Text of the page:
James, “Jamey” Rodemeyer committed suicide on Sunday, September 18th. He was only 14. Now that he’s gone, Jamey’s online identity is currently experiencing posthumous popularity that may have helped him. News media, the YouTube community, and even his hero, celebrity Lady Gaga, have all turned their attention to Jamey’s digital ghost.
Traditional media picked up on Jamey’s suicide and struggled to put his death into a broader context, as it happened just after National Suicide Prevention week and close to the National Bullying Summit.
And just about an hour ago, Lady Gaga tweeted that she is meeting with President Obama to press for a bullying law. Her tweet ended with the hashtag #MakeALawForJamey, which has already started trending. It was the fourth most popular trending Twitter topic in the United States at time of publication and is rising fast.
Jamey, who was bullied at his high school because he was gay, left a clear trail of pain across his social media accounts. Fellow students also bullied him on the social media sites where he sought solace.
On September 9th, Jamey wrote on his Tumblr: “I always say how bullied I am, but no one listens.”
Jamey’s YouTube account, which he used to upload videos of rants, Lady Gaga-related material, and even short thank you’s to his friends telling them how much he appreciated them, has seen a surge of activity since his death.
Jamey, ironically, even made a “It Gets Better” video, part of an online movement of people who have recorded videos encouraging gay teens to tough it out long enough to grow up.
In his video, “It Gets Better, I Promise!” the clearly adolescent teen assured people that it does get better.
That video has surged from a couple hundred views since its upload date in May to over 200,000 views. The video has collected over 2,000 comments.
“It Gets Better, I Promise!” has been embedded into every news story related to Jamey’s suicide or bullying, along with some reiteration of the line “it never got better for James Rodemeyer.”
Most YouTubers, on the other hand, were a bit more introspective, leaving messages on Jamey’s videos paying their respects. In Jamey’s now infamous video, he said “I have so much support from people I don’t even know online…They don’t ever want me to die.”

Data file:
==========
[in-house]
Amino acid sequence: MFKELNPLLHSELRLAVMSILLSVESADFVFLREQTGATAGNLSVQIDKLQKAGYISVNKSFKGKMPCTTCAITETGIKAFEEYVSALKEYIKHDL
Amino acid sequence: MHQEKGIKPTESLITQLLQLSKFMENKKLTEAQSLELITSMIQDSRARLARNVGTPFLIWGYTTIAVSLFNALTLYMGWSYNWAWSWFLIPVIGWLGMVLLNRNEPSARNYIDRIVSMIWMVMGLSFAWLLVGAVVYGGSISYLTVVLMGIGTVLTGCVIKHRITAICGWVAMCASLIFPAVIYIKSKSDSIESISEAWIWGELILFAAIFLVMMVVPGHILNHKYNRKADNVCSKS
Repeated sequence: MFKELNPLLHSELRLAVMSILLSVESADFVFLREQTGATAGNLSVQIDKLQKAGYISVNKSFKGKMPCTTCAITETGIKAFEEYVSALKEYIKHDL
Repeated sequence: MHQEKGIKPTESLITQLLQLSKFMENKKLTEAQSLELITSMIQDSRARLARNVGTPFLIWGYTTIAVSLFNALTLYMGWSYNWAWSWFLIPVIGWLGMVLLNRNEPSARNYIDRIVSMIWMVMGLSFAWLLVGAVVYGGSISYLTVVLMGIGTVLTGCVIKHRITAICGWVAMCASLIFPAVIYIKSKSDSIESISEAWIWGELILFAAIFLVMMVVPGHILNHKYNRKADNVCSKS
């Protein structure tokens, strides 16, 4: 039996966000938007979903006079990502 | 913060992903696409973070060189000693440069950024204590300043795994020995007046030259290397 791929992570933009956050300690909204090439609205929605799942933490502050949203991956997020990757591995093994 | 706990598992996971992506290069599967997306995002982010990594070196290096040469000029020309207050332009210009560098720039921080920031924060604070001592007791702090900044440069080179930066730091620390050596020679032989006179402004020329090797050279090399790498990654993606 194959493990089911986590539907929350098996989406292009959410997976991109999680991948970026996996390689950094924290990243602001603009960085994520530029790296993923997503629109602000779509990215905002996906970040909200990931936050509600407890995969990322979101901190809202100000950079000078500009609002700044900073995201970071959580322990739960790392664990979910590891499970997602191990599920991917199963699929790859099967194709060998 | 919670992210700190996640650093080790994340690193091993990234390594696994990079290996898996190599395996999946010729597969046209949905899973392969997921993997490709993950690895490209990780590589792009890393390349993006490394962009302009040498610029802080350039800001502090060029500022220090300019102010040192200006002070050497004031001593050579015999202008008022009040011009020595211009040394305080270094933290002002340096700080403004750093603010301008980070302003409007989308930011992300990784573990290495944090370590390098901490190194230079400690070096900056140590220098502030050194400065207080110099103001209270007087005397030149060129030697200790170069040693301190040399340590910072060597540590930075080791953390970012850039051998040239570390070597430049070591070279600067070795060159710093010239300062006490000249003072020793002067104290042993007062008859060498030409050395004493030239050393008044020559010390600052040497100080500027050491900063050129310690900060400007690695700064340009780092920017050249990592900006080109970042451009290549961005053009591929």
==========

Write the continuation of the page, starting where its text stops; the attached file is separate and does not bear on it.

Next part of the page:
“I cry everytime I watch this. This video is for me. I love you so much Jamey, forever. You’re my angel.” writes jenniferene on his last video, titled “For Jen :).”
“In the wake of this unspeakable tragedy, the anonymity of the internet has led to an increasingly disturbing amount of hateful rhetoric between two opposing viewpoints. can we please respect the family and memory of this boy and disable comments on his videos? …rest peacefully jamey, you’ve touched many lives although you left us far too soon.” wrote silverhourstarlight on “It Gets Better, I Promise!”
“To all those who bullied him, I hope you realise you have blood on your hands. RIP Jamey, you deserved so much more” commented genialreverie on the same video.
“If you’re a young kid, or even an older person, and you’re having hard times, struggling with being gay, and you need someone to talk to, feel free to talk to me” says aggiepm in his video responding to Rodemeyer’s death.
Aggiepm, 33 and gay, added “I don’t know who you are, but I love you. Your life does matter.”
A petition on Twitter calling for a law for James Rodemeyer, partially inspired by Lady Gaga’s trending hashtag, had some 250 signatures as of time of publication.